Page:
Teaching Physics with the Physics Suite Edward F. Redish Problems Sorted by Type | Problems Sorted by Subject | Problems Sorted by Chapter in UP

Pulse at a boundary

A demonstrator is holding one end of an elastic string taut but steady. The right end is attached to a wall. The string is composed of two parts: a light string connected to a heavier string as shown in the figure below. Ignore the effects of gravity in this problem. Briefly explain each of your answers.

A. How do the tensions in the two parts of the string compare?
1. The tensions in the two parts of the string are the same.
2. The tension in the light part of the string is greater.
3. The tension in the heavy part of the string is greater.
4. There is not enough information given to decide.

B. How do the speeds of wave propagation in the two parts of the string compare?

1. The speed of propagation is the same in the two parts of the string.
2. The speed of propagation is greater in the light part of the string.
3. The speed of propagation is greater in the heavy part of the string.
4. There is not enough information given to decide.

She now moves her hand up and down once quickly, sending a single pulse down the string as shown in the figure below.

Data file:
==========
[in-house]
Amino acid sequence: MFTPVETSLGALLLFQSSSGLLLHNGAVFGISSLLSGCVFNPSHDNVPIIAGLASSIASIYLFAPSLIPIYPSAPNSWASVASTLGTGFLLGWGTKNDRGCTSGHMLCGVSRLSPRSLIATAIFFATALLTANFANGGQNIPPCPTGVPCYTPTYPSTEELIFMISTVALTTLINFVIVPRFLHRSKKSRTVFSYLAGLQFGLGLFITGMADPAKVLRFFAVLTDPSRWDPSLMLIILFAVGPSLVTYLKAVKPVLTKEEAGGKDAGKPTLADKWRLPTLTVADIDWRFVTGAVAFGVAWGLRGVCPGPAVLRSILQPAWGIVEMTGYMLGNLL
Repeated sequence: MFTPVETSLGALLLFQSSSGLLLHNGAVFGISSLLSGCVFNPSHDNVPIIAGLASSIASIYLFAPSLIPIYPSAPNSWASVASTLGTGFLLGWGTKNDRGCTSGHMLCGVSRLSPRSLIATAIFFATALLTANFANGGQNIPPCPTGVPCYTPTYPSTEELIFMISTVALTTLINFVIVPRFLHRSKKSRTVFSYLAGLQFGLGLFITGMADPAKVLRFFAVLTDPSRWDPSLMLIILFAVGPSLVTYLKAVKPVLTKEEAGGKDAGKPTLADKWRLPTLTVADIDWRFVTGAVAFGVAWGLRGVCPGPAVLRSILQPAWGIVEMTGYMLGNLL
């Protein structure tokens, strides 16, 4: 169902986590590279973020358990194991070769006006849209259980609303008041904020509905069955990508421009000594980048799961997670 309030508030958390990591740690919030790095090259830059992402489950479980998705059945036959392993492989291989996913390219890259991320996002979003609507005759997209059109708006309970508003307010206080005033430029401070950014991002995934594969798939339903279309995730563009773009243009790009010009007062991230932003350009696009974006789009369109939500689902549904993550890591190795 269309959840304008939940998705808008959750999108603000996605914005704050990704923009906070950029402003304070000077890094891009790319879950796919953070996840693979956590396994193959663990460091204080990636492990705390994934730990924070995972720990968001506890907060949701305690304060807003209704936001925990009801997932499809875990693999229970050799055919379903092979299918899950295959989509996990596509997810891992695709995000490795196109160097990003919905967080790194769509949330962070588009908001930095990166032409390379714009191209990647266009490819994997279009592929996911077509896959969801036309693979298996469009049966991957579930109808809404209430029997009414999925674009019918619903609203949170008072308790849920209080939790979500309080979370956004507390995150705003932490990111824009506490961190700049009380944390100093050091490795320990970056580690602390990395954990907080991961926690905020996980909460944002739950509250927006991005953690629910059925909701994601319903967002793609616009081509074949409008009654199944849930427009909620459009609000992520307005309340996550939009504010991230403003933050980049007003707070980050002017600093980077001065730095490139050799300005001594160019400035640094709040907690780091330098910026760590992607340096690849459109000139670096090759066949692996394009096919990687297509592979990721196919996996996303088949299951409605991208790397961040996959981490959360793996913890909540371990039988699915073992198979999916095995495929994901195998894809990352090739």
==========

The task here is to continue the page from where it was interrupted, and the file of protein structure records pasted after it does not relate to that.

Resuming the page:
When her pulse reaches the heavy part of the string, what will be the effect on that part of the string?

C. After the last bit of the pulse has reached the joining point, the heavy side of the string will display
1. No pulse at all.
2. A pulse of greater width.
3. A pulse of smaller width.
4. A pulse of the same width.
5. There is not enough information to decide.

D. How does the time it takes bits of matter on the heavy side of the string to go up and down compared to what it took the bits of matter on the light side of the string?

1. They will move up and down faster on the heavy side of the string.
2. They will move up and down faster on the light side of the string.
3. They will move up and down in the same amount of time on both sides of the string.
4. Since there is no pulse on the right, the question is meaningless.
5. There is not enough information to decide.

A second demonstrator with an equivalent apparatus now begins to move his hand up and down in an oscillatory pattern, sending pulses down the string as shown in the figure below. When his pulses reach the heavy part of the string, pulses will appear on that part of the string.

E. How will the frequency of the oscillation of the bits of matter on the heavy side of the string compare to what is was on the light side of the string?
1. The frequency will be greater on the heavy side of the string.
2. The frequency will be greater on the light side of the string.
3. The frequency will be the same on both sides of the string.
4. There is not enough information to decide.

F. How will the wavelength of the oscillation of the bits of matter on the heavy side of the string compare to what is was on the light side of the string?

1. The wavelength will be greater on the heavy side of the string.
2. The wavelength will be greater on the light side of the string.
3. The wavelength will be the same on both sides of the string.
4. There is not enough information to decide.